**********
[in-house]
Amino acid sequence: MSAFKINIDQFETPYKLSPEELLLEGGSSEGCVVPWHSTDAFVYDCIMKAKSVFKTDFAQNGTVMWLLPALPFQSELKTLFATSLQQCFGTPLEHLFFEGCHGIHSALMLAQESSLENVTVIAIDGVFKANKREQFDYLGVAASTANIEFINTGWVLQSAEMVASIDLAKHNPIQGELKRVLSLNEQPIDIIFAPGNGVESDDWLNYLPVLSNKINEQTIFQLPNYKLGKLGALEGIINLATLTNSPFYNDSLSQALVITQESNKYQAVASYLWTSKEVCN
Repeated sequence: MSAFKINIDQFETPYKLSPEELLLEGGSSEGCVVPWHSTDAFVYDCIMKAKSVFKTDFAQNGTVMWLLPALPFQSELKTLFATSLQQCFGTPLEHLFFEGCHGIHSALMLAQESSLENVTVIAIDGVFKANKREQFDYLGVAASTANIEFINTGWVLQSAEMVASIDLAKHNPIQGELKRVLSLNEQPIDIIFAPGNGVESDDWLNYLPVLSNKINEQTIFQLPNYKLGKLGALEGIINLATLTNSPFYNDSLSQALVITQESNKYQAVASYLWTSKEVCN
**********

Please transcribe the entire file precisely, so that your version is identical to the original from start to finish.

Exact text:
[in-house]
Amino acid sequence: MSAFKINIDQFETPYKLSPEELLLEGGSSEGCVVPWHSTDAFVYDCIMKAKSVFKTDFAQNGTVMWLLPALPFQSELKTLFATSLQQCFGTPLEHLFFEGCHGIHSALMLAQESSLENVTVIAIDGVFKANKREQFDYLGVAASTANIEFINTGWVLQSAEMVASIDLAKHNPIQGELKRVLSLNEQPIDIIFAPGNGVESDDWLNYLPVLSNKINEQTIFQLPNYKLGKLGALEGIINLATLTNSPFYNDSLSQALVITQESNKYQAVASYLWTSKEVCN
Repeated sequence: MSAFKINIDQFETPYKLSPEELLLEGGSSEGCVVPWHSTDAFVYDCIMKAKSVFKTDFAQNGTVMWLLPALPFQSELKTLFATSLQQCFGTPLEHLFFEGCHGIHSALMLAQESSLENVTVIAIDGVFKANKREQFDYLGVAASTANIEFINTGWVLQSAEMVASIDLAKHNPIQGELKRVLSLNEQPIDIIFAPGNGVESDDWLNYLPVLSNKINEQTIFQLPNYKLGKLGALEGIINLATLTNSPFYNDSLSQALVITQESNKYQAVASYLWTSKEVCN